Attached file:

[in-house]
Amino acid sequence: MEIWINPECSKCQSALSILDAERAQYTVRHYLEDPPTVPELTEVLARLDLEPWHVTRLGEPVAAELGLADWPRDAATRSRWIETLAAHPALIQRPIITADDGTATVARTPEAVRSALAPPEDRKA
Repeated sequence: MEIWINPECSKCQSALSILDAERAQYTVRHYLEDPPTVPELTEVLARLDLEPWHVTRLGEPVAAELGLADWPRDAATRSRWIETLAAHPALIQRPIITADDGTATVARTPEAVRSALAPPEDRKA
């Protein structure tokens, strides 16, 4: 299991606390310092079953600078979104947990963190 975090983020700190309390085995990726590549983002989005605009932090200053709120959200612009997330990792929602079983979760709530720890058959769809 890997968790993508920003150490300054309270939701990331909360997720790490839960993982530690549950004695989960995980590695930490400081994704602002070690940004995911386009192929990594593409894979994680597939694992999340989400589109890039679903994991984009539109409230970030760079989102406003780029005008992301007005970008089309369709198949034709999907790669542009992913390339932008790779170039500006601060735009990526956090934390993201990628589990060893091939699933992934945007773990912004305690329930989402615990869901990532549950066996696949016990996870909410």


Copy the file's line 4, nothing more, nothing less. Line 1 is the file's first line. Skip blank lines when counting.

């Protein structure tokens, strides 16, 4: 299991606390310092079953600078979104947990963190 975090983020700190309390085995990726590549983002989005605009932090200053709120959200612009997330990792929602079983979760709530720890058959769809 890997968790993508920003150490300054309270939701990331909360997720790490839960993982530690549950004695989960995980590695930490400081994704602002070690940004995911386009192929990594593409894979994680597939694992999340989400589109890039679903994991984009539109409230970030760079989102406003780029005008992301007005970008089309369709198949034709999907790669542009992913390339932008790779170039500006601060735009990526956090934390993201990628589990060893091939699933992934945007773990912004305690329930989402615990869901990532549950066996696949016990996870909410």